We don't have the classes here to really show them off, and it's also true that many of the people who really embrace Connemaras aren't going out and showing them. The highest concentration is probably in eventing.

    I'm guilty of that myself. I have a nice one at home and she doesn't get out nearly enough. Best laid plans and all. :-(
    If you are allergic to a thing, it is best not to put that thing in your mouth, particularly if the thing is cats. - Lemony Snicket



  17. #37
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    I love my half bred four year old paint X by JEF Sir Lancelot. He is HUGE. Not sure where all that height came from. Lance has a lot of bone, but is only 14.3, but my horse is 15.2ish (haven't sticked him this year). Most people think he's much bigger because of all the bone. He's super athletic, comfy, fairly unflappable and he'd crawl in your lap and snuggle if he could.

    I got him as an unstarted 2 year old and never looked back.

    Connemaras are just awesome.

    Congrats on your import! We need more ponies for us old ladies!
    ==================
    Somehow my inner ten year old seems to have stolen my chequebook!



  18. #38
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    Quote Originally Posted by goodpony View Post
    MBM, I can think of several Connemara Ponies living right here in CA that can take you as far as you want to go--and then some, and twice on Sunday.
    i am not looking for a pony now.... i have one that is turning out to be a pretty cool little guy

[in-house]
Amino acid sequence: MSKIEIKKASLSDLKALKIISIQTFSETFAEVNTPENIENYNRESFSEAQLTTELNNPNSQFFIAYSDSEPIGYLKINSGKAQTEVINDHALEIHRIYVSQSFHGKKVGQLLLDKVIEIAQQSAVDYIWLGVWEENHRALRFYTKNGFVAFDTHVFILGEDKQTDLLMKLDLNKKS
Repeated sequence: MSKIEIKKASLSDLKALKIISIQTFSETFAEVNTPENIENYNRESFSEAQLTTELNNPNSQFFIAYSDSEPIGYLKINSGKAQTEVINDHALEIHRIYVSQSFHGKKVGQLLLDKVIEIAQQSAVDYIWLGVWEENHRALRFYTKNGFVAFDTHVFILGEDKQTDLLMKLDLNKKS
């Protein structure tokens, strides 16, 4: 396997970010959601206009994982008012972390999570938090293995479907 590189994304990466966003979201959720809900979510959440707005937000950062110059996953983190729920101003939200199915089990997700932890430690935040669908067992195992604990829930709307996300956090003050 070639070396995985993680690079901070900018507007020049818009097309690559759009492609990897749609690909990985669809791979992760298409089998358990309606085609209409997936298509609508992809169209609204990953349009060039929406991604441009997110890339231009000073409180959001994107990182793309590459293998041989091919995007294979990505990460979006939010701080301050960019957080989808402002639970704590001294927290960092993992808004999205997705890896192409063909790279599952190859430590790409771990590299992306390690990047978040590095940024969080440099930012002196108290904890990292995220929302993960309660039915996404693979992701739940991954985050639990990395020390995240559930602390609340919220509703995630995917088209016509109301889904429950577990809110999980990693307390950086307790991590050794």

my point was: most folks aren't breeding for top sport... heck there is a huge growth in pony sales and pony interest - but when breeders of Cons tell potential buyers "go look elsewhere" well - we do

    and while there may be some ponies here that are good - it is not like in europe - which i think is the entire point of this thread....



  19. #39
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    i want to add: i am not trying to slam anyone - but my point is: there are not many folks whose focus is top sport for ponies.. some breeders of course - this is true - but not enough.... i think that is a shame because a good Connemara is pretty cool as we all can agree



  20. #40
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    Smile Update on the babies

    It's not a great pic, but I posted one of all three of the babies together on our facebook page (Fade to Grey Farm, http://www.facebook.com/#!/pages/Fad...02177169829068). They are all on the same farm now, are weaned, and are getting to know one another pre-travel. We're very fortunate that Carol (Thorn Brook Stud) has taken on halter breaking, handling them, and prepping them for travel. We can't wait for them to get here!!
    Fade to Grey Farm
    Eventing, Foxhunting & Connemaras
    *NEW* website:www.fadetogreyfarm.com